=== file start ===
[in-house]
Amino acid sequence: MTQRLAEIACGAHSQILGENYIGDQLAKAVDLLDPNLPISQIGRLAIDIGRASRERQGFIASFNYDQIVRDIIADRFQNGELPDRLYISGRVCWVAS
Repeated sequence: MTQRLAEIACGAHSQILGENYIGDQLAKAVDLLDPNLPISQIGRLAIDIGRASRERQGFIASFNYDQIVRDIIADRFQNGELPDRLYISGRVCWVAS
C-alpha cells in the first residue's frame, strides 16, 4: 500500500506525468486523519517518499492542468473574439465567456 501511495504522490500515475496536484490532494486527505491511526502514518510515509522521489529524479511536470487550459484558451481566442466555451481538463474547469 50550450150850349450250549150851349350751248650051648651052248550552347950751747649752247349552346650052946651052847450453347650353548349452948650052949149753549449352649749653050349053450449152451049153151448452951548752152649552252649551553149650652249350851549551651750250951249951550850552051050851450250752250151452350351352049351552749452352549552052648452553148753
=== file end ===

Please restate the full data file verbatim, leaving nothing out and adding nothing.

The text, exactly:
[in-house]
Amino acid sequence: MTQRLAEIACGAHSQILGENYIGDQLAKAVDLLDPNLPISQIGRLAIDIGRASRERQGFIASFNYDQIVRDIIADRFQNGELPDRLYISGRVCWVAS
Repeated sequence: MTQRLAEIACGAHSQILGENYIGDQLAKAVDLLDPNLPISQIGRLAIDIGRASRERQGFIASFNYDQIVRDIIADRFQNGELPDRLYISGRVCWVAS
C-alpha cells in the first residue's frame, strides 16, 4: 500500500506525468486523519517518499492542468473574439465567456 501511495504522490500515475496536484490532494486527505491511526502514518510515509522521489529524479511536470487550459484558451481566442466555451481538463474547469 50550450150850349450250549150851349350751248650051648651052248550552347950751747649752247349552346650052946651052847450453347650353548349452948650052949149753549449352649749653050349053450449152451049153151448452951548752152649552252649551553149650652249350851549551651750250951249951550850552051050851450250752250151452350351352049351552749452352549552052648452553148753